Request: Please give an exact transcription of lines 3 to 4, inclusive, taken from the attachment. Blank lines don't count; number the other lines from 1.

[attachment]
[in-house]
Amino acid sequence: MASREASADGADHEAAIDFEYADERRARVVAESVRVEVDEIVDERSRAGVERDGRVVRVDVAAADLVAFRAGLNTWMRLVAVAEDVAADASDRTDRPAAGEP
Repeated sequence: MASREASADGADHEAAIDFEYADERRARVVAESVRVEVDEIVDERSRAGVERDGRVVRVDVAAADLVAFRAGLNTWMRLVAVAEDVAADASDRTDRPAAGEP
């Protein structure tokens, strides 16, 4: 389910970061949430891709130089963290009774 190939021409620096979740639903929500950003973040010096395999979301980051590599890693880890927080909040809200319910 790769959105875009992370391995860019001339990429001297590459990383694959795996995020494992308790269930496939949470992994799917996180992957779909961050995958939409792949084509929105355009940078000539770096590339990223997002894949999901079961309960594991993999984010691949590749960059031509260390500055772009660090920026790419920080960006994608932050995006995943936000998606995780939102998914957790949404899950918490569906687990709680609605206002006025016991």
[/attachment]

Repeated sequence: MASREASADGADHEAAIDFEYADERRARVVAESVRVEVDEIVDERSRAGVERDGRVVRVDVAAADLVAFRAGLNTWMRLVAVAEDVAADASDRTDRPAAGEP
């Protein structure tokens, strides 16, 4: 389910970061949430891709130089963290009774 190939021409620096979740639903929500950003973040010096395999979301980051590599890693880890927080909040809200319910 790769959105875009992370391995860019001339990429001297590459990383694959795996995020494992308790269930496939949470992994799917996180992957779909961050995958939409792949084509929105355009940078000539770096590339990223997002894949999901079961309960594991993999984010691949590749960059031509260390500055772009660090920026790419920080960006994608932050995006995943936000998606995780939102998914957790949404899950918490569906687990709680609605206002006025016991």